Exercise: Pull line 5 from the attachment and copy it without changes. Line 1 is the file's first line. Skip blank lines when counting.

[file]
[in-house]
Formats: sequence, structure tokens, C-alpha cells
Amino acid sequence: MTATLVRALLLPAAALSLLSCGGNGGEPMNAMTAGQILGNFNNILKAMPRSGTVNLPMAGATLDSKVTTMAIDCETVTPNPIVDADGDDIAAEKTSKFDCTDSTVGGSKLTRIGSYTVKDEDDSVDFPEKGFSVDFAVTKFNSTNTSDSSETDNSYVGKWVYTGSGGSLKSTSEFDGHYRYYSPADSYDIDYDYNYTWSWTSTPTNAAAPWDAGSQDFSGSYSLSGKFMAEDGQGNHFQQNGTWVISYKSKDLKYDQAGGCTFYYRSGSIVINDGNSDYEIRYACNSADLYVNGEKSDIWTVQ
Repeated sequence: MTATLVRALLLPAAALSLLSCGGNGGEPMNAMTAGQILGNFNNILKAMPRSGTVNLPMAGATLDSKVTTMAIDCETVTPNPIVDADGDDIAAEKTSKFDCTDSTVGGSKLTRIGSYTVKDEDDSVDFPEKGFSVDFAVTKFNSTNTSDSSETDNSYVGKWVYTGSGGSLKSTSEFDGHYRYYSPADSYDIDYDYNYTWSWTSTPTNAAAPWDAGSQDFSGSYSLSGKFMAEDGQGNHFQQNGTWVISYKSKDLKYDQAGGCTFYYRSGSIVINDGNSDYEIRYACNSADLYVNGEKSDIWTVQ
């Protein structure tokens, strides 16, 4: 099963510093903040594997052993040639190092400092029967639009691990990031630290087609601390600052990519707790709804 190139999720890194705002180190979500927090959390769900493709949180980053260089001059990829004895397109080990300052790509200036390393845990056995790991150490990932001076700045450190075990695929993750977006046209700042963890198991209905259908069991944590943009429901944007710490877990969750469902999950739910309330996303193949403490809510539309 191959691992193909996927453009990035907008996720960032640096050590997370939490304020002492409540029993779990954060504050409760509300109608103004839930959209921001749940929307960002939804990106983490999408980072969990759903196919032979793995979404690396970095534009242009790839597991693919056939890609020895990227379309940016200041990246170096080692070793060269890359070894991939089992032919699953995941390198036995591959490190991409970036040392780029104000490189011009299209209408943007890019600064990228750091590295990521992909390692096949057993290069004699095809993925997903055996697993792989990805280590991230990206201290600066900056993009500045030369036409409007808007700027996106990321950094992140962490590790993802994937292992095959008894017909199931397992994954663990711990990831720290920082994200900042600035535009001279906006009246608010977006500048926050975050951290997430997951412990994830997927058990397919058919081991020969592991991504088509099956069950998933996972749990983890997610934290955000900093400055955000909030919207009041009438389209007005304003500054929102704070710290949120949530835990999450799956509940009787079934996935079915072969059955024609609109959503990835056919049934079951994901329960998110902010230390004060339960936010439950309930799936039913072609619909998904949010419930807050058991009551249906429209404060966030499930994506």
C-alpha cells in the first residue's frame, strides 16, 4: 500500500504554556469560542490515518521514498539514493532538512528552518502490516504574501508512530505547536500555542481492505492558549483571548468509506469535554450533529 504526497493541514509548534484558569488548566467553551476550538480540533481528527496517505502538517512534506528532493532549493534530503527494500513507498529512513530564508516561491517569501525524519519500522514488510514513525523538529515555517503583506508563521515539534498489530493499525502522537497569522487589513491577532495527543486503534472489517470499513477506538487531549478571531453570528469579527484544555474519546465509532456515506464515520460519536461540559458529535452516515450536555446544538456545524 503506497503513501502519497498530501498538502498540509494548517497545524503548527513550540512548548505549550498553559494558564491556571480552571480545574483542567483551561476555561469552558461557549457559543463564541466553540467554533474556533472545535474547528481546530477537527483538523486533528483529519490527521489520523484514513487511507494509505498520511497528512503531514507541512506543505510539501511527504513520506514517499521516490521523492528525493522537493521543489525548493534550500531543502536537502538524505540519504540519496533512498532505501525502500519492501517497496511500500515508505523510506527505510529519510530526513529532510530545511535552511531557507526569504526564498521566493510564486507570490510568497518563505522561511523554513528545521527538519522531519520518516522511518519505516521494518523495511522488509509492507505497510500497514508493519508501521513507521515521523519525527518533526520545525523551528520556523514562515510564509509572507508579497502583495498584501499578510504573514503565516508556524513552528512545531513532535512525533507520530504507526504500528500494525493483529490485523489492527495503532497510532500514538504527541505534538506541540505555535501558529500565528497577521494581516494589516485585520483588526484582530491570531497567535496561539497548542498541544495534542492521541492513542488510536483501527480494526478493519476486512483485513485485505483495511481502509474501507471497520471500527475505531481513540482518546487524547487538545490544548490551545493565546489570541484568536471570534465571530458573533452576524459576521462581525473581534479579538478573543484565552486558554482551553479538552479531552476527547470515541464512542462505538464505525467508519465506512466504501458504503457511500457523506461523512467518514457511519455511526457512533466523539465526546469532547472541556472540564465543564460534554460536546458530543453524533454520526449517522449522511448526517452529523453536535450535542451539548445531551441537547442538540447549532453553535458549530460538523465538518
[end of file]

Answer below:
């Protein structure tokens, strides 16, 4: 099963510093903040594997052993040639190092400092029967639009691990990031630290087609601390600052990519707790709804 190139999720890194705002180190979500927090959390769900493709949180980053260089001059990829004895397109080990300052790509200036390393845990056995790991150490990932001076700045450190075990695929993750977006046209700042963890198991209905259908069991944590943009429901944007710490877990969750469902999950739910309330996303193949403490809510539309 191959691992193909996927453009990035907008996720960032640096050590997370939490304020002492409540029993779990954060504050409760509300109608103004839930959209921001749940929307960002939804990106983490999408980072969990759903196919032979793995979404690396970095534009242009790839597991693919056939890609020895990227379309940016200041990246170096080692070793060269890359070894991939089992032919699953995941390198036995591959490190991409970036040392780029104000490189011009299209209408943007890019600064990228750091590295990521992909390692096949057993290069004699095809993925997903055996697993792989990805280590991230990206201290600066900056993009500045030369036409409007808007700027996106990321950094992140962490590790993802994937292992095959008894017909199931397992994954663990711990990831720290920082994200900042600035535009001279906006009246608010977006500048926050975050951290997430997951412990994830997927058990397919058919081991020969592991991504088509099956069950998933996972749990983890997610934290955000900093400055955000909030919207009041009438389209007005304003500054929102704070710290949120949530835990999450799956509940009787079934996935079915072969059955024609609109959503990835056919049934079951994901329960998110902010230390004060339960936010439950309930799936039913072609619909998904949010419930807050058991009551249906429209404060966030499930994506």